Today I’ve been experimenting with a different take on faceted navigation. TwigKit’s current facet widget is already robust – it displays both flat and hierarchical facets, it’s expandable, it allows users to exclude a given filter, the list continues. But today, there are two additional use cases that I set out to address:
- View all filters. Not just expanding from 7 to 20, but viewing all the available filters.
- Search within a facet. If the filter of choice doesn’t appear at the top of the list, allow them to search for it.
Neither of these features are necessary in the average search interface (in fact, many interfaces are better off without them). However, they are useful when detailed analysis is required. An intelligence analyst, an academic researcher, and even a very dedicated shopper would appreciate the flexibility that these controls provide.
Once I understand what the user needs, I tend to look through three lenses when designing the how. In order of priority:
- Minimize cognitive load
- Minimize visual complexity
- Optimize browser performance
Unfortunately, many of the search within/view all implementations I’ve seen are a bit heavy-handed. I was hoping for a gentler approach.
A Potential Solution
After experimenting with a few different approaches, I decided to prototype a design patten based on progressive disclosure. The series of screenshots below correspond to these four actions:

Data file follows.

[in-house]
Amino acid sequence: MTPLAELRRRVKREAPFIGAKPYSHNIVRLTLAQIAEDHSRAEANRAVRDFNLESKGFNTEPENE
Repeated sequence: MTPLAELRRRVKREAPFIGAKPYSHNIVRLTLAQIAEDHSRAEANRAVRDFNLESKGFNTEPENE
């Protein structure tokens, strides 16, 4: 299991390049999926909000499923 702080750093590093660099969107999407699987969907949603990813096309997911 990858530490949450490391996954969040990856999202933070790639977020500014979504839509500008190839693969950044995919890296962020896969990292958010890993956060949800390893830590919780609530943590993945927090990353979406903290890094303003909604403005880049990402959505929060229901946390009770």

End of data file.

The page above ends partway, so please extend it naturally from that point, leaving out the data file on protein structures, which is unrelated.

- Default state. As few controls as possible are shown by default to minimize cognitive load and visual complexity.
- Expanded state. Once the user clicks “Show more,” the container expands and the “search within” box appears.
- Endless scrolling. Not only does the expanded container enlarge, but it also becomes scrollable. When the user hits the bottom of the list, we’ll ask the server for more and append them to the bottom of the list.
- Search with autocomplete. As the user types into the facet search box, the filters will be refined as the user types.
(Here’s my partially-implemented webkit prototype for Safari and Chrome users.)
What’s Your Take?
A few reasons why I like this solution:
- The search-within box and scrollbar are shown only after the user has expressed interest in the facet
- It allows all the filters to be viewed without using an additional popover or modal.
- The search box refines the list of filters below it, avoiding the need for the traditional popover-based autocomplete.
However, this is only the result of one day of experimentation. More than anything I’d love to hear what others think of this new take on an old design pattern.